Wiley-Blackwell. (2011, June 22). Anti-smoking policies for adults also reduce kids' smoking. ScienceDaily. Retrieved September 30, 2014 from www.sciencedaily.com/releases/2011/06/110621074344.htm
Wiley-Blackwell. "Anti-smoking policies for adults also reduce kids' smoking." ScienceDaily. www.sciencedaily.com/releases/2011/06/110621074344.htm (accessed September 30, 2014).

Share This



More Mind & Brain News

Tuesday, September 30, 2014

Featured Research

from universities, journals, and other organizations


Featured Videos

from AP, Reuters, AFP, and other news services

Do Video Games Trump Brain Training For Cognitive Boosts?

Do Video Games Trump Brain Training For Cognitive Boosts?

Newsy (Sep. 29, 2014) More and more studies are showing positive benefits to playing video games, but the jury is still out on brain training programs. Video provided by Newsy
Powered by NewsLook.com
Your Spouse's Personality May Influence Your Earnings

Your Spouse's Personality May Influence Your Earnings

Newsy (Sep. 26, 2014) Research from Washington University suggest people with conscientious spouses have greater career success. Video provided by Newsy
Powered by NewsLook.com
Can A Blood Test Predict Psychosis Risk?

Can A Blood Test Predict Psychosis Risk?

Newsy (Sep. 26, 2014) Researchers say certain markers in the blood can predict risk of psychosis later in the life. The test can aid in early treatment for the condition. Video provided by Newsy
Powered by NewsLook.com
Harpist Soothes Gorillas, Orangutans With Music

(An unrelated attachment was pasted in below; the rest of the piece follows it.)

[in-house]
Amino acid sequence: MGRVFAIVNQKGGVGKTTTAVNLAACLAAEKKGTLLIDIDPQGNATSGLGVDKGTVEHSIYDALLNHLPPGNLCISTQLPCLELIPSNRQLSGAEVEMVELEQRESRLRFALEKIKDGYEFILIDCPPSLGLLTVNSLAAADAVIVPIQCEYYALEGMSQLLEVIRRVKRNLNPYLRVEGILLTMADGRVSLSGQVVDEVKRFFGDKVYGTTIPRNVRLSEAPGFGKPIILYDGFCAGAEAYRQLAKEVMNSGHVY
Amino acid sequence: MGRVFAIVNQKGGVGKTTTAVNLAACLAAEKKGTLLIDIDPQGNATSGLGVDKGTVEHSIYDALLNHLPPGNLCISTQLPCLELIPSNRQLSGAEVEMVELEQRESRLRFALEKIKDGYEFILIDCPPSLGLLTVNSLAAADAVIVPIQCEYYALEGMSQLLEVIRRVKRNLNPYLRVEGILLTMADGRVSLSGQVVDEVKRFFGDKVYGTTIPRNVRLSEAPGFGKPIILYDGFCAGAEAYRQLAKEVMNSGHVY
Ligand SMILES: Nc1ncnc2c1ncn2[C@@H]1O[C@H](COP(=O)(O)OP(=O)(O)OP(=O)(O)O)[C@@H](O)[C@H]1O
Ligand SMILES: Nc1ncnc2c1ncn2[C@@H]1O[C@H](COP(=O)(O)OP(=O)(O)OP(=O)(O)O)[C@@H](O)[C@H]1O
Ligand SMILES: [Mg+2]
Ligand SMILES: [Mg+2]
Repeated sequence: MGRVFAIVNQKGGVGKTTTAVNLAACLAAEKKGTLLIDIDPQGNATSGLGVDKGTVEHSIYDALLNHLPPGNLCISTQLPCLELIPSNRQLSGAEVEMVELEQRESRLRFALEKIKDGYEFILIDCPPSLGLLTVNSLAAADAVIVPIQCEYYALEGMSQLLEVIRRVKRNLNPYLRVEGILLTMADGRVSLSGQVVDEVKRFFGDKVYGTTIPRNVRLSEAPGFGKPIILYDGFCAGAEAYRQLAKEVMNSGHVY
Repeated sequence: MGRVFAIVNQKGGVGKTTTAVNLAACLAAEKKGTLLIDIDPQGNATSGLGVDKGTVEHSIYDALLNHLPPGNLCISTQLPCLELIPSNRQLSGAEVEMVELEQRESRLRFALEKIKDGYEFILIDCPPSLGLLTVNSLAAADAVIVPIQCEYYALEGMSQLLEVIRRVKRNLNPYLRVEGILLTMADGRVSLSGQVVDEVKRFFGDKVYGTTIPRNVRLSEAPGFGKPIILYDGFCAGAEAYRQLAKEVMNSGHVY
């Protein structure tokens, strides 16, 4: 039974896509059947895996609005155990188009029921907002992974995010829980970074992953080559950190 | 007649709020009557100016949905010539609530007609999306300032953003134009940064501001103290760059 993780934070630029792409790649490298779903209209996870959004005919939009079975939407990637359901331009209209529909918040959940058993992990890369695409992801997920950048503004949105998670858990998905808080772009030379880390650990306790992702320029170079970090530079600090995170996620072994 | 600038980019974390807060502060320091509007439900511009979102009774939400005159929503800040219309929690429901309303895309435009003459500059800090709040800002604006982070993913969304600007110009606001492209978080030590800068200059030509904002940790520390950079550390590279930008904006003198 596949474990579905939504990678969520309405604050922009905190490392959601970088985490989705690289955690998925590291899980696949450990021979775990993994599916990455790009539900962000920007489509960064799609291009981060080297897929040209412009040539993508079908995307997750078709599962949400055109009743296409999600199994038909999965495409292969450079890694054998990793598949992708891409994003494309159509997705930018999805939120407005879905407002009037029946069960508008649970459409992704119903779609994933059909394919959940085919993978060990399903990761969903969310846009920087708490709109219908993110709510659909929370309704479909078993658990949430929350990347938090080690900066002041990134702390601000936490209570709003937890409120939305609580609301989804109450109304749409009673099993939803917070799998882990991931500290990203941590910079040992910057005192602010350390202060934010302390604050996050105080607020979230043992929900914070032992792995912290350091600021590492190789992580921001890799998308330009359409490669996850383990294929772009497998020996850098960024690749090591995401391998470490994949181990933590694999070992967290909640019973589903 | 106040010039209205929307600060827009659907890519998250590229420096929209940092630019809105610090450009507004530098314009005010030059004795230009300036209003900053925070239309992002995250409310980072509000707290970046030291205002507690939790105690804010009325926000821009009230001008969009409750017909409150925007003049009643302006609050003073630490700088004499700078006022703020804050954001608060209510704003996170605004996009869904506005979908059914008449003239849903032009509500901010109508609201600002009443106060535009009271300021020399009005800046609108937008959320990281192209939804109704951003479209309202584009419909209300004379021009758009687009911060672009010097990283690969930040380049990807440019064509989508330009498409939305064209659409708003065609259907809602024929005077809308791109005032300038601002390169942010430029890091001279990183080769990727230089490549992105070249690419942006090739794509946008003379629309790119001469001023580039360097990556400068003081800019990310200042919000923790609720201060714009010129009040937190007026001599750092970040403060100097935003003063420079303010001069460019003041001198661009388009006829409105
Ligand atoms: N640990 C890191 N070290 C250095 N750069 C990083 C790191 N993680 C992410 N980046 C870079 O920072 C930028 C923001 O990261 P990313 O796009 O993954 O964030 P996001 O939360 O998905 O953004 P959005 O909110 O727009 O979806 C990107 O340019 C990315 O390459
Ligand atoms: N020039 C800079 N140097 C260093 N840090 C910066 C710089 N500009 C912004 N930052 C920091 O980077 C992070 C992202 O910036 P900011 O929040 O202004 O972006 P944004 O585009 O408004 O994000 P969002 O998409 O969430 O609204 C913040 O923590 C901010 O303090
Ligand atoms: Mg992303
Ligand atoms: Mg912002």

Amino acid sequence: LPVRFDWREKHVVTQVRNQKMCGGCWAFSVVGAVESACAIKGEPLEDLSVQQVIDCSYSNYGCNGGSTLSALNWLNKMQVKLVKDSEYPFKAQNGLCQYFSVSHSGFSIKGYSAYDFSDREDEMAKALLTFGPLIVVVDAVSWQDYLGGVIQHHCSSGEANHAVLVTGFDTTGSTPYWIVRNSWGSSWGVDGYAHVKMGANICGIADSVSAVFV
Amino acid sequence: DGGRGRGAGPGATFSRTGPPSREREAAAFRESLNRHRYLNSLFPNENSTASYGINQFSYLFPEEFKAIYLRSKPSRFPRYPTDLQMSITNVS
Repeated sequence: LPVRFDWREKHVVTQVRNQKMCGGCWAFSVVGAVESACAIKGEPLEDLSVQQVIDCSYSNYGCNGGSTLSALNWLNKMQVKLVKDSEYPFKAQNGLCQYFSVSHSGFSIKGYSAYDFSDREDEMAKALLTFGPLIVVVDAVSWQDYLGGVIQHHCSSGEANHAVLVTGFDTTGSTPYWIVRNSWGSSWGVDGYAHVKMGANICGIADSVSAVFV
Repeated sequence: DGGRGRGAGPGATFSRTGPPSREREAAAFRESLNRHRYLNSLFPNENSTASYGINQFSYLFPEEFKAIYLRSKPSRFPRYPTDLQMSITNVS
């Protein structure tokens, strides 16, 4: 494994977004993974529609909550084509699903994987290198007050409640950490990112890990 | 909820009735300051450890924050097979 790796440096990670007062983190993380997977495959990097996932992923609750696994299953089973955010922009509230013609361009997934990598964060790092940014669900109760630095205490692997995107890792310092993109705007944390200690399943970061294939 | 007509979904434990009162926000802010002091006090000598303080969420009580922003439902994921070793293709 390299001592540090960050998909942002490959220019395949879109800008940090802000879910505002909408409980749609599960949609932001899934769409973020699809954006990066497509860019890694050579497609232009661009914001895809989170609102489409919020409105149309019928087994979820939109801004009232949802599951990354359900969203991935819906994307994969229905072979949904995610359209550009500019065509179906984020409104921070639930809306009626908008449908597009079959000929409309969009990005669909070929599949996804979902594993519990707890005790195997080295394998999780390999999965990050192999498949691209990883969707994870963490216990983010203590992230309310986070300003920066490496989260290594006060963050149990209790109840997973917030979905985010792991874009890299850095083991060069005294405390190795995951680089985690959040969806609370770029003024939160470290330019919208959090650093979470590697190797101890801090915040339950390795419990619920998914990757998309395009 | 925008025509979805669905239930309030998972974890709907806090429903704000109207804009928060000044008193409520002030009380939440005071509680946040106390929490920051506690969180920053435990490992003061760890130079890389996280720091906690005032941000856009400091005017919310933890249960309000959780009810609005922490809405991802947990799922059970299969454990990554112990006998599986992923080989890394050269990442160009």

Harpist Soothes Gorillas, Orangutans With Music

AP (Sep. 25, 2014) Teri Tacheny, a harpist, has a loyal following of fans who appreciate her soothing music. Every month, gorillas, orangutans and monkeys amble down to hear her play at the Como Park Zoo in Minnesota. (Sept. 25) Video provided by AP
Powered by NewsLook.com

Search ScienceDaily

Number of stories in archives: 140,361

Find with keyword(s):
Enter a keyword or phrase to search ScienceDaily for related topics and research stories.

Save/Print:
Share:

Breaking News:

Strange & Offbeat Stories


Health & Medicine

Mind & Brain

Living & Well

In Other News

... from NewsDaily.com

Science News

Health News

Environment News

Technology News



Save/Print:
Share:

Free Subscriptions


Get the latest science news with ScienceDaily's free email newsletters, updated daily and weekly. Or view hourly updated newsfeeds in your RSS reader:

Get Social & Mobile


Keep up to date with the latest news from ScienceDaily via social networks and mobile apps:

Have Feedback?


Tell us what you think of ScienceDaily -- we welcome both positive and negative comments. Have any problems using the site? Questions?
Mobile: iPhone Android Web
Follow: Facebook Twitter Google+
Subscribe: RSS Feeds Email Newsletters
Latest Headlines Health & Medicine Mind & Brain Space & Time Matter & Energy Computers & Math Plants & Animals Earth & Climate Fossils & Ruins